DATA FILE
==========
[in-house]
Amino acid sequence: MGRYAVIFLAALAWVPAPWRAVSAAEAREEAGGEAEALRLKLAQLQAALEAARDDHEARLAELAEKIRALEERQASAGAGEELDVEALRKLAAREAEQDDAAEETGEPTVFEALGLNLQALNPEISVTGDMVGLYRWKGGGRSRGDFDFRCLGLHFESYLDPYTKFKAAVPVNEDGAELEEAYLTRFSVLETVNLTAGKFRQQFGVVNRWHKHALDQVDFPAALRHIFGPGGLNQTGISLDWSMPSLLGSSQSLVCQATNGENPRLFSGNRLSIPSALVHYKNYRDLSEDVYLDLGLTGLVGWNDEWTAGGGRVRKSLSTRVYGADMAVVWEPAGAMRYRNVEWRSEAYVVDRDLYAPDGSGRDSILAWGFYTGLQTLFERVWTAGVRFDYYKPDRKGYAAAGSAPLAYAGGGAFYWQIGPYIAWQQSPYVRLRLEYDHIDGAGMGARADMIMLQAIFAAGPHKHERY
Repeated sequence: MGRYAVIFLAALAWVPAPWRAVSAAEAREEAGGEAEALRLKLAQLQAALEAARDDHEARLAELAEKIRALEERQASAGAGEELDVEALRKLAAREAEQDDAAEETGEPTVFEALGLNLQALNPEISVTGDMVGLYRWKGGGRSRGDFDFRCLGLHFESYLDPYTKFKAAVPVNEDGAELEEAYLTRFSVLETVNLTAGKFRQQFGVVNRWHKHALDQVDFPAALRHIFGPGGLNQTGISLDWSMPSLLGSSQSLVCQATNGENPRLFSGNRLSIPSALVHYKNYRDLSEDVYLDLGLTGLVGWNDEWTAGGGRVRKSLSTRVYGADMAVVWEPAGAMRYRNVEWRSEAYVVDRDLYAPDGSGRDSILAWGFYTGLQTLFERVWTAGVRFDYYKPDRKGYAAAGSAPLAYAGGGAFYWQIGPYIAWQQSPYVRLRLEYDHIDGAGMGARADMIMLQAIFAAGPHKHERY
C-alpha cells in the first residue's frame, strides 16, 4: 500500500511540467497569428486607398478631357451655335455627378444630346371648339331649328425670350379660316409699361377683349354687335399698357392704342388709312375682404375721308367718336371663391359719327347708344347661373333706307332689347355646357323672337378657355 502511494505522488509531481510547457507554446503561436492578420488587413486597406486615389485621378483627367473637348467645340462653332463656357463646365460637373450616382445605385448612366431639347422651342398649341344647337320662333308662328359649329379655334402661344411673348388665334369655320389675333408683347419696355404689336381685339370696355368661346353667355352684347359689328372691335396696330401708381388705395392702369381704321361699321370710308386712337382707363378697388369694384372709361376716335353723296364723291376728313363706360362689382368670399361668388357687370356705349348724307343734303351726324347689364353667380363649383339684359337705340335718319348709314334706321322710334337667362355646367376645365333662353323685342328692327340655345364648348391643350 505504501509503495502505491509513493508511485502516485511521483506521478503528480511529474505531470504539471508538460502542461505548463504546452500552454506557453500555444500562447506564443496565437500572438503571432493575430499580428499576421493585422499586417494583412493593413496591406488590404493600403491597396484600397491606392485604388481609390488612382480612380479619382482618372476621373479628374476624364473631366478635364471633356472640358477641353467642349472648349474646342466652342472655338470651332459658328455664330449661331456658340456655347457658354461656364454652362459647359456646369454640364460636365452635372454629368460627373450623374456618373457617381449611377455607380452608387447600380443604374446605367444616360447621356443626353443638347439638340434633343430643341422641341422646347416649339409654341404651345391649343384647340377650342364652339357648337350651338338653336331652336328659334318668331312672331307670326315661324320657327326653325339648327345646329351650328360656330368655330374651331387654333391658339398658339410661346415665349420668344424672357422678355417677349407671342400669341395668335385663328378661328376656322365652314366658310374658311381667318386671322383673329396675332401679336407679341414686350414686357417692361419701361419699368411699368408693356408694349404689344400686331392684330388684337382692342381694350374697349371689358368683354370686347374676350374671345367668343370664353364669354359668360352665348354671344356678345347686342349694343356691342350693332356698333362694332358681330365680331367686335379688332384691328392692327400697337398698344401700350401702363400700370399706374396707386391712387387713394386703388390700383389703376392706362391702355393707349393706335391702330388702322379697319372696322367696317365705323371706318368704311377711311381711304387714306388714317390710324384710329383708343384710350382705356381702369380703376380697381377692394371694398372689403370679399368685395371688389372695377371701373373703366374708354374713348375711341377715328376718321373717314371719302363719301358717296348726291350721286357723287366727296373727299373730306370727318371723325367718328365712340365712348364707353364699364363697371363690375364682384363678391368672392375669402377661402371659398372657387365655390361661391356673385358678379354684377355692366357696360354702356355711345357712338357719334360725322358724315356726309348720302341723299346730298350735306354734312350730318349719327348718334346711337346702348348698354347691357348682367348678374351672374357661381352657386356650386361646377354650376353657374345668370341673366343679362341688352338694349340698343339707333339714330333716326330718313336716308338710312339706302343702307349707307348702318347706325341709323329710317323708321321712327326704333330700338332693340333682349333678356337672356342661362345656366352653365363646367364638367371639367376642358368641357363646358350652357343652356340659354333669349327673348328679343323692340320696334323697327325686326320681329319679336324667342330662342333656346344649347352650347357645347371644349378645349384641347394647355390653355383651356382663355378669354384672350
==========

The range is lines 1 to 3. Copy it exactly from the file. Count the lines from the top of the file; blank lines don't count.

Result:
[in-house]
Amino acid sequence: MGRYAVIFLAALAWVPAPWRAVSAAEAREEAGGEAEALRLKLAQLQAALEAARDDHEARLAELAEKIRALEERQASAGAGEELDVEALRKLAAREAEQDDAAEETGEPTVFEALGLNLQALNPEISVTGDMVGLYRWKGGGRSRGDFDFRCLGLHFESYLDPYTKFKAAVPVNEDGAELEEAYLTRFSVLETVNLTAGKFRQQFGVVNRWHKHALDQVDFPAALRHIFGPGGLNQTGISLDWSMPSLLGSSQSLVCQATNGENPRLFSGNRLSIPSALVHYKNYRDLSEDVYLDLGLTGLVGWNDEWTAGGGRVRKSLSTRVYGADMAVVWEPAGAMRYRNVEWRSEAYVVDRDLYAPDGSGRDSILAWGFYTGLQTLFERVWTAGVRFDYYKPDRKGYAAAGSAPLAYAGGGAFYWQIGPYIAWQQSPYVRLRLEYDHIDGAGMGARADMIMLQAIFAAGPHKHERY
Repeated sequence: MGRYAVIFLAALAWVPAPWRAVSAAEAREEAGGEAEALRLKLAQLQAALEAARDDHEARLAELAEKIRALEERQASAGAGEELDVEALRKLAAREAEQDDAAEETGEPTVFEALGLNLQALNPEISVTGDMVGLYRWKGGGRSRGDFDFRCLGLHFESYLDPYTKFKAAVPVNEDGAELEEAYLTRFSVLETVNLTAGKFRQQFGVVNRWHKHALDQVDFPAALRHIFGPGGLNQTGISLDWSMPSLLGSSQSLVCQATNGENPRLFSGNRLSIPSALVHYKNYRDLSEDVYLDLGLTGLVGWNDEWTAGGGRVRKSLSTRVYGADMAVVWEPAGAMRYRNVEWRSEAYVVDRDLYAPDGSGRDSILAWGFYTGLQTLFERVWTAGVRFDYYKPDRKGYAAAGSAPLAYAGGGAFYWQIGPYIAWQQSPYVRLRLEYDHIDGAGMGARADMIMLQAIFAAGPHKHERY